The recurrent nova T CrB did not erupt in the year 1842
The recurrent nova T CrB was one of the first well-observed nova eruptions, in 1866, and 80 years later it erupted again, in 1946. Just after the 1866 eruption, Sir John Herschel reported to the Monthly Notices that he had seen the same star in his naked-eye charting of the sky on 1842 June 9, implying that there was a prior eruption 24 years earlier. Unfortunately, the chart in the Monthly Notices was ambiguous and misleading, so it has long been unclear whether T CrB did indeed have an eruption in 1842. To resolve this, I have searched the various archives containing Herschel material, and have found his original correspondence. In one letter from 1866 to William Huggins, Herschel enclosed his own copy of his original observations, and with this all the ambiguities are resolved. It turns out that Herschel's indicated star was at the same position as a steady background star (BD +25° 3020, V = 7 m.06, G8V) and not that of T CrB, and Herschel regularly was seeing stars as faint as V = 7m.5 because he was using an opera glass. With this, there is no evidence for a T CrB eruption in 1842.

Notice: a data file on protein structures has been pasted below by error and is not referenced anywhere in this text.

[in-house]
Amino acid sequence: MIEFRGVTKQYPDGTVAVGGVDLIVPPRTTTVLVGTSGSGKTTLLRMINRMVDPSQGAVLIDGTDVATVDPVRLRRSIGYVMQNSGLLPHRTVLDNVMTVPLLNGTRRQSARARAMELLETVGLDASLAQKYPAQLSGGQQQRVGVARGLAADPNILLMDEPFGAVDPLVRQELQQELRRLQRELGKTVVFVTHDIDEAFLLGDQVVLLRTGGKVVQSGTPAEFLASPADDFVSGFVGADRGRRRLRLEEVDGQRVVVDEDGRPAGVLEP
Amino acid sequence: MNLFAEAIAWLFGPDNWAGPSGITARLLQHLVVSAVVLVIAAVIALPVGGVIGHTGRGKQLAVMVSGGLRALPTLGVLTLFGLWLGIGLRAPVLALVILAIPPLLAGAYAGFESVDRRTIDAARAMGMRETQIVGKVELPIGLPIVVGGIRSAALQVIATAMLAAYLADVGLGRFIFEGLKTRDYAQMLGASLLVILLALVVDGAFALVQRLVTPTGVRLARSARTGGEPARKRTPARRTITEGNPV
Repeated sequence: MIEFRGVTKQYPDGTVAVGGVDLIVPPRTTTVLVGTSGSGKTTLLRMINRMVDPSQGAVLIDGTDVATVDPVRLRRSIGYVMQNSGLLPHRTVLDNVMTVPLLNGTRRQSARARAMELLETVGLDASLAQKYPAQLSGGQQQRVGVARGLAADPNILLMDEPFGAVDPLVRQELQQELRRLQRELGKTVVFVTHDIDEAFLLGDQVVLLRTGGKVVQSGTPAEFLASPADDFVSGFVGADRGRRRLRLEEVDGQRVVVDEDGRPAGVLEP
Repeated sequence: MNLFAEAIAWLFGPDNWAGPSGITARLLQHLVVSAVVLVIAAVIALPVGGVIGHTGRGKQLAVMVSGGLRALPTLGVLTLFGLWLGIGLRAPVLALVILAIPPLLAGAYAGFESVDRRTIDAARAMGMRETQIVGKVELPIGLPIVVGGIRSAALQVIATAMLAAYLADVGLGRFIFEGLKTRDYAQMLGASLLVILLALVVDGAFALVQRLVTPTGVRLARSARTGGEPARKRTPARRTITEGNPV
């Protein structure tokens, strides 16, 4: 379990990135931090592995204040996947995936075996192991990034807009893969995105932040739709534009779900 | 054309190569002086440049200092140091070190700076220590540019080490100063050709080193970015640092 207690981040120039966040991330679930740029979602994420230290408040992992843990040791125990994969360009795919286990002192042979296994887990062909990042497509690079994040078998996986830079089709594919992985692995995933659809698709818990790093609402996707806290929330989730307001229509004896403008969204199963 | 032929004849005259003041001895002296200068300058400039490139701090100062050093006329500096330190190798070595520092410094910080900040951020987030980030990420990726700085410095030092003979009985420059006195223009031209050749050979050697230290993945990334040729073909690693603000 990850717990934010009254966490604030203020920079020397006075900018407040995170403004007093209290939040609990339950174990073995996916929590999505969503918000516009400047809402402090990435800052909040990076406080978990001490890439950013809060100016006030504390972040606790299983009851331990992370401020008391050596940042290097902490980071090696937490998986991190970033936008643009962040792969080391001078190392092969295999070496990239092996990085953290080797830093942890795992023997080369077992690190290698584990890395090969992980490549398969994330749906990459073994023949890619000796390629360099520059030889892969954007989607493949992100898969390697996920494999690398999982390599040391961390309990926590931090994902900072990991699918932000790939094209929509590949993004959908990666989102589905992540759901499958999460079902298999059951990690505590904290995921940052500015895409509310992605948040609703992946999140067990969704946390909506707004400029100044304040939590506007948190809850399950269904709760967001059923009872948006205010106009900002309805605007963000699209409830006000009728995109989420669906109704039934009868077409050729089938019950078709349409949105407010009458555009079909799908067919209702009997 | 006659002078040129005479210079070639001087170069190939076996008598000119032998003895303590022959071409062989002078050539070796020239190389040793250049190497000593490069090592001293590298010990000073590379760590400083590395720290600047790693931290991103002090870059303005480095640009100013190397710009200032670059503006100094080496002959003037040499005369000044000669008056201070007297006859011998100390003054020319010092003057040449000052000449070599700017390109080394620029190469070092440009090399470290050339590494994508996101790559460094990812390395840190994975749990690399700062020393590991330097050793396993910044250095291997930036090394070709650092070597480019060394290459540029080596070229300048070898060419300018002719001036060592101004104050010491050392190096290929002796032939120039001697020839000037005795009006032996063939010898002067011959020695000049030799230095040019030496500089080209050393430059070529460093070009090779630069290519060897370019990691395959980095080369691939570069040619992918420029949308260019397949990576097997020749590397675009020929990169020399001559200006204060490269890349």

Publication Source (Journal or Book title)
Schaefer, B. (2013). The recurrent nova T CrB did not erupt in the year 1842. Observatory, 133 (1233), 81-88. Retrieved from https://digitalcommons.lsu.edu/physics_astronomy_pubs/4661